The FDA has recently approved eye implants placed in the cornea to help the eye better focus on small print and nearby objects. The implant is aimed for aging baby boomers who suffer from age-related loss of focus (presbyopia).
Dr. William Maisel of the FDA said in a news release, “Given the prevalence of presbyopia and the aging of the baby boomer population, the need for near vision correction will likely rise in the coming years.”
The implant looks like a small contact lens, smaller than the tip of a needle. The procedure is approved for those aged 41 to 65 who have not undergone cataract surgery, can’t focus clearly on near objects or small print, and require reading glasses with +1.50 to +2.50 diopters of power, according to the FDA.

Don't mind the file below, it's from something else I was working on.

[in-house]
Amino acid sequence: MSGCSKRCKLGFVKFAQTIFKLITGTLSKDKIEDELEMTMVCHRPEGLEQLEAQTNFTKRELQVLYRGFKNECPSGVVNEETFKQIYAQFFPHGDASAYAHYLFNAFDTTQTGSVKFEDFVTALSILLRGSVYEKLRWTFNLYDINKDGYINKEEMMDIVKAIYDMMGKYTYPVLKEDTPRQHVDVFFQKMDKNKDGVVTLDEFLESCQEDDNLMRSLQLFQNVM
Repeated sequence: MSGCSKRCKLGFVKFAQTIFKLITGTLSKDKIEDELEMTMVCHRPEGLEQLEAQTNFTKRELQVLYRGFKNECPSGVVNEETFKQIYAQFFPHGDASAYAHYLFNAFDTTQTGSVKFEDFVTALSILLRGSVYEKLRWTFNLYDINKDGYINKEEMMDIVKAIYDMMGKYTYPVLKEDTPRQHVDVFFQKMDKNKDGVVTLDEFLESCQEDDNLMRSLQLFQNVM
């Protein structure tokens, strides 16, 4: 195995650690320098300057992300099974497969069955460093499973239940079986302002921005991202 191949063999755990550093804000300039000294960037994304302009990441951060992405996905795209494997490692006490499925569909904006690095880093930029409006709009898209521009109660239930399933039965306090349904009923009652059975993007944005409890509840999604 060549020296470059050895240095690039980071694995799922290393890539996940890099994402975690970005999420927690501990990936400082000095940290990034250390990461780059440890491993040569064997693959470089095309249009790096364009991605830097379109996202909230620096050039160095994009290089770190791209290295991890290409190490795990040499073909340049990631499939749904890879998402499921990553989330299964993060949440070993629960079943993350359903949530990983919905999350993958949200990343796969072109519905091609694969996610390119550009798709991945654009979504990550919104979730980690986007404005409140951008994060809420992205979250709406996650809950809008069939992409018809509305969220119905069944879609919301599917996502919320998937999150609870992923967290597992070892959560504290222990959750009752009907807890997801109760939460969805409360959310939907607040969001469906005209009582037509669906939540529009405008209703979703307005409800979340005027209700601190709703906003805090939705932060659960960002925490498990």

To insert the implant, a surgeon creates a flap in the cornea of the patient’s non-dominant eye using a laser. The implant is then slid underneath the flap, which is then put back into place.
The approval comes from clinical trials involving over 300 patients. After two years of receiving the implant, 92 percent of patients were able to see with 20/40 vision or better at near distances.
Side effects of the implant include worsening of halos or glare, as well as the risk of developing infection that could led to complications of the cornea.
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